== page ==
Deep ideological divisions. Employees who worry more about themselves than their company. A complete inability to follow basic instructions, like keeping a budget. If this sounds like your office, you might work on Capitol Hill, along with the rest of the 113th Congress of the United States, which according to the latest statistics is on track to be one of the least productive Congresses in history. But one side benefit of their debacle could be our productivity: if we simply take a look at what Congress is doing so wrong, it stands to reason that we should just… do the opposite!
For starters, let’s look at what political polarization has done to ordinary legislative efforts on Capitol Hill. Missouri Democrat Sen. Claire McCaskill says it’s produced an environment without dealmakers. “You’ve got an atrophy of the middle, a cannibalization of the middle, and people are worried about their right flank if they’re Republicans, some Democrats are worried about their left flank if they’re Democrats, and the way this place works is by people hanging out in the middle and forging compromise.”
What does this mean for the rest of us? Pick your battles. There’s a time to stand your ground, and there’s a time to adapt to the environment and people around you, a time to be a mediator instead of a firebrand. And if you’re standing your ground because you’re afraid of the appearance of compromise, you may very well end up on the wrong side of history, like Strom Thurmond did with his 24-hour filibuster of the Civil Rights Act.
Even on a personal level, this kind of polarization can be an obstacle to progress. Who isn’t occasionally (or always) beset with opposing ideas of how to handle a situation? Take a higher-paying but less interesting job, or scrape pennies together while doing what you love, for instance. Black and white thinking like that produces gridlock, which can produce procrastination. Instead of dividing and opposing, productive people keep their lives in balance.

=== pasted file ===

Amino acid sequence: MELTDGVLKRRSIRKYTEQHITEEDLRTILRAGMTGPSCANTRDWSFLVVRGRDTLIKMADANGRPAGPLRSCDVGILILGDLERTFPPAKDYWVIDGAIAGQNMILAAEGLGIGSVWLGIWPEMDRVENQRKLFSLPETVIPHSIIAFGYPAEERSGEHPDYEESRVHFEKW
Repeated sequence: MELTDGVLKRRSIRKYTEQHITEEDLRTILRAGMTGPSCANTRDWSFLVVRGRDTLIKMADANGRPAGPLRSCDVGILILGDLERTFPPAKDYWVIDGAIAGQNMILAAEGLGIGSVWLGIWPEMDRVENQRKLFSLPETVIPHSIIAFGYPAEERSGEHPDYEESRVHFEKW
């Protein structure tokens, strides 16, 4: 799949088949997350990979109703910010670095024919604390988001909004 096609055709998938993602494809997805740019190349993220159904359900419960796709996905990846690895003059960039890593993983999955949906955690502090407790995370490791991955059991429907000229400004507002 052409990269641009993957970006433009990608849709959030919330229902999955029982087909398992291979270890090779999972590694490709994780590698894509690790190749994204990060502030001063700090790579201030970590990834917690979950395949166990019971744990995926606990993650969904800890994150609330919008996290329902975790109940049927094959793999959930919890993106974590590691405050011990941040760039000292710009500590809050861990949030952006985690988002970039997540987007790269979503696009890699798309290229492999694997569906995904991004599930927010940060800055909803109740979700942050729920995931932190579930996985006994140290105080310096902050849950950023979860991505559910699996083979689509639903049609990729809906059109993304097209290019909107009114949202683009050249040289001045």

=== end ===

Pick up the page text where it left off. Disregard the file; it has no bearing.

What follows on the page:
The main thing that sets a productive person apart is their ability to follow through, and not be hamstrung by their fear of letting others down. The Republican no-tax pledge may have sounded good, but George Bush Sr. learned that lesson when he was forced to raise taxes to get a massive deficit under control. The country is saddled with so much debt from the younger Bush and Obama administrations that something has to be done, but raising taxes brings with it, for Republicans and Democrats alike, the fear of immense public backlash.
Following the news coming out of Capitol Hill can be disheartening. We live in a country where serious thought pieces are published explaining what Congress could learn from preschool. Spoiler alert: take shorter recesses. Actually, in general, just look at what Congress does. Then do the opposite.